Sunday, August 15, 2010

Useless skill sets and the people who love them.

It's remarkable to me that the Spelling Bee has become an institution on ESPN in this day and age. After all, it's not the 1980s when they had no programming to speak of and filled countless hours of time with Australian Rules Football. (Go, Geelong! All for you, St. Kilda!)

I understand the interest in watching it. It's people having to perform a difficult task under pressure. The drama is obvious. But the skill itself is nearly obsolete because of spell check software.

The operative word in the last sentence is "nearly". Here are the words from a late round of this year's contest.

foliocellosis, trompillo, pyroligneous, conjunto, nematodiasis, caprifig, brachydactylous, congener, marouflage, intercolline, genioglossal, borborygmus, Bayesian, lorimer, fazenda, gaminerie, icteritious, keratolysis, dysautonomia, lassi, paravane, metarteriole, Brumalia, mirin, Aufgabe, leguleian, hyleg, bacalao, siffleur, genethliac, meperidine, Bundestag.

My spell checker in Word and in Blogger only recognize Bayesian and Bundestag. I know conjunto because I like accordion music and lassi because I eat at Indian restaurants. These really aren't words people need to know how to spell on anything like a regular basis and there's no shame in hitting the dictionary when stuck with a really tough word with no good synonym.

I call the skill these young folks excel at useless with no disrespect, because I am also a master of a skill that is becoming less useful as time goes by. I still love trivia, but with the Internet, the actual value of having a head full of useless knowledge is becoming less and less useful every day.

Want to know who played Nero Wolfe on the TV show from earlier this century? Go to Or I can tell you. It's Maury Chaykin, the portly Canadian actor who passed away recently. Whether it's entertainment trivia or sports trivia or fun facts about dinosaurs, the computer you are currently sitting at can get you almost anything you want.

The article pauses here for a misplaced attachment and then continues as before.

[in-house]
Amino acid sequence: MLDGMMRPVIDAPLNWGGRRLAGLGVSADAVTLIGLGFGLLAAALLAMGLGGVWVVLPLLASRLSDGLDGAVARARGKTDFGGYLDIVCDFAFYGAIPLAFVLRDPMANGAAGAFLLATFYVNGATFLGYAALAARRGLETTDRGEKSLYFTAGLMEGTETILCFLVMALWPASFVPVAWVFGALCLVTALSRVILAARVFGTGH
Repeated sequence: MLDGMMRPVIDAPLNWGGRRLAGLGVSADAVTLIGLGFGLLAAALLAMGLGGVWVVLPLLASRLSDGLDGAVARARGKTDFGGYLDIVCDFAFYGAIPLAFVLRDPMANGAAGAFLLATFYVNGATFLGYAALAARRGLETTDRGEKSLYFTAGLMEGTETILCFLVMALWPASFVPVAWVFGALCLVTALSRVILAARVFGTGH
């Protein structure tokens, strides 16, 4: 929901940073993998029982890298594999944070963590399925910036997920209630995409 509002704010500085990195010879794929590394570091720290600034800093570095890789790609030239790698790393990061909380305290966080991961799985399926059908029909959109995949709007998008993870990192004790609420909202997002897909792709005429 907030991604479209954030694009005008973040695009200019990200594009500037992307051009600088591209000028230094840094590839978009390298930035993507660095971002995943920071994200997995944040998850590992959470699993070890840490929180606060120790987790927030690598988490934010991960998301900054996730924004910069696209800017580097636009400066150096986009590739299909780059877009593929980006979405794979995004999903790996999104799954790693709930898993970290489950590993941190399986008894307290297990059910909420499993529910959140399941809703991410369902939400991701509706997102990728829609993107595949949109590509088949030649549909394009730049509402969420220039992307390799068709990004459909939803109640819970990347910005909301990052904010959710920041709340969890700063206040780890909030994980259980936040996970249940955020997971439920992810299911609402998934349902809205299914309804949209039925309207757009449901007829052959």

If you can ask the right question.

I went to see Inception this week with my niece Holly and her husband Cleavon, and before the film we were chatting about shows we watch and things that have been recommended. Cleavon had friends that talked about a show which sometimes they liked and sometimes they didn't. It was very strange and he couldn't remember the name, though he has seen at least one episode.

"Do you remember anything about it?" I asked.

"There's like... a milkshake?"

"Oh, yeah. Aqua Teen Hunger Force." I said in my most helpful quiz boy manner.

If you type "milkshake cartoon" into the Google, Master Shake and his pals show up three times on the first page of images but only once on the first page of the web search. Sometimes, it's better to have three pounds of gooey gray matter encased in skull bone and chock full to the brim with useless crap instead the best relational database the world has ever seen.

'Cos we are the Aqua Teens!
Make the homeys say ho, make the girlies wanna scream!

Just sayin'.


Anne said...

So what did you think of Inception? Did I miss that? FWIW I thought it was pretentious tosh with some great special effects, but am willing to hear another point of view.

Matty Boy said...

I didn't hate it as much as you did, but I don't think it's a classic. I thought the ending was obvious, but some people think it's a wonderful mind-bending mystery. I didn't find it very mysterious and my mind does not show any signs of being bent.

I didn't love it or hate it, so I'm not going to review it on the blog. When it comes to movies about the nature of reality, it can't hold a candle to the first Matrix or Donnie Darko or A Scanner Darkly.

Anne said...

Thanks, Matty - interesting to hear your view. I guess my tone of Brit loftiness didn't quite come through: I didn't hate it so much as disdain it, ever so slightly. It passed the time well enough, but given the time again I'd pass it differently.

But life's too short to spend talking about this when there's Toy Story 3 to consider.